Throughout Florida there's been an explosion recently of
interactive mystery plays for dinner theatre set up in hotels, organization
lodges, restaurants—and yes, even traditional theatres. Perhaps the oldest
continuing fare offered in the most nontraditional venue is the Fay Family's
Seminole Gulf Railway Dinner Train
. Since it debuted Murder on the
in January 1991, it has
premiered over 65 new mysteries in four renovated vintage
dining railcars. Resident playwright John E. Repa
at present boasts a modern
"Murder on the Menu"
alternating with his Scottish mystery on all but
Monday and Tuesday each week. He usually takes a part as well. Here it's as a
hired detective's chronicler, compatriot, and manager of sorts, Dr. James Watkins,
the least flamboyant character. In fact, Ripa's calm Watkins looks more like
the movies' Sherlock Holmes, in mien and costume, than his sidekick. As one
might suspect, Watkins' narrative lines are very clear.
The mystery: Who has killed the Scottish Lord Kildonan,
1890, aboard his Florida bound train? Is it his relatively new bride from
Luxembourg (played with many a tear, wink, and flourish by beautiful Wende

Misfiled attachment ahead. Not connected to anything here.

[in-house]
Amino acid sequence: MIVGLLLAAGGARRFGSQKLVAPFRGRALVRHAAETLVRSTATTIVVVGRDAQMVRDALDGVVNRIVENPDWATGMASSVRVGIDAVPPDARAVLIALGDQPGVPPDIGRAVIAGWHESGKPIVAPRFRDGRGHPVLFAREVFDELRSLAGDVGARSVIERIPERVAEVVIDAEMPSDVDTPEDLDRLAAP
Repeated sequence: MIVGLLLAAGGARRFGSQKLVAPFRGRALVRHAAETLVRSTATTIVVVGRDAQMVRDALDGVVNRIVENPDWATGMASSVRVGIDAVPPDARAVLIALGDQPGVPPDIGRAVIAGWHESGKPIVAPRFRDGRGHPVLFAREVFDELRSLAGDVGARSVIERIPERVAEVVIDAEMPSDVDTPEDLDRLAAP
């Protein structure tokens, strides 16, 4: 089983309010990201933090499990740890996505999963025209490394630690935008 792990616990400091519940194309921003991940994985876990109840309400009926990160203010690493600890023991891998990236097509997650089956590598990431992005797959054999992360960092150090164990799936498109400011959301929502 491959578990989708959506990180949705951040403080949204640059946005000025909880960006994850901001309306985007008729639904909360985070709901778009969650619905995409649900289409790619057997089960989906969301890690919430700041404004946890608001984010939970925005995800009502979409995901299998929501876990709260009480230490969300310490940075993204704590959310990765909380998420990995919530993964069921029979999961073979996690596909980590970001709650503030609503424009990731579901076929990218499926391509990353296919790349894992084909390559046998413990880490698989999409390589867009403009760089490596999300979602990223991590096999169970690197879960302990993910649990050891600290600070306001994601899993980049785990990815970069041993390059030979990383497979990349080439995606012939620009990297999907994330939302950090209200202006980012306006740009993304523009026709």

), who's found to be not new to widowhood? Maybe she killed to be a rich
heiress. Is it the pretty maid Morgana (overly enthusiastic, over accented
)? After all, the Lord beat her. On the other hand, being a
Scot, she was closest in kinship to the "laird" and faithfully had
served his clan, first wife included. Last to see him alive was Sherwood Elmes
(confident Timothy J. Gunderman
), hired by the murdered to prevent his murder.
Do Elmes' complaints about a bounced paycheck indicate a motive for murder? But
wouldn't a doctor like Watkins best know about and have access to the
mysterious poison that caused Lord Kildonan's demise?
Diners amass clues on provided lists during scenes played
between several courses being served through at least three hours. (Duration
depends on whether three or four of the train's cars are full, because the
various scenes must be repeated in each. Repa's hardest task: to sequence them
in interchangeable order, in case diners from one car see into an adjoining
one. He's obviously experienced at the task.) Whoever guesses killer, means,
and motive in each car gets a prize at evening's end. If there's a tie, a bonus
question comes into play. It's all laid back fun: an evening meal and
entertainment that may be enjoyed by locals but primarily tourists.
, of Vamped Up Vintage
, is responsible for
the handsome period costumes. The most elaborate is the purple gown and hat she
wears as Lady Kildonan. There's no stage sound or lighting, and they're missed
at times. Robert Fay
is the Producer.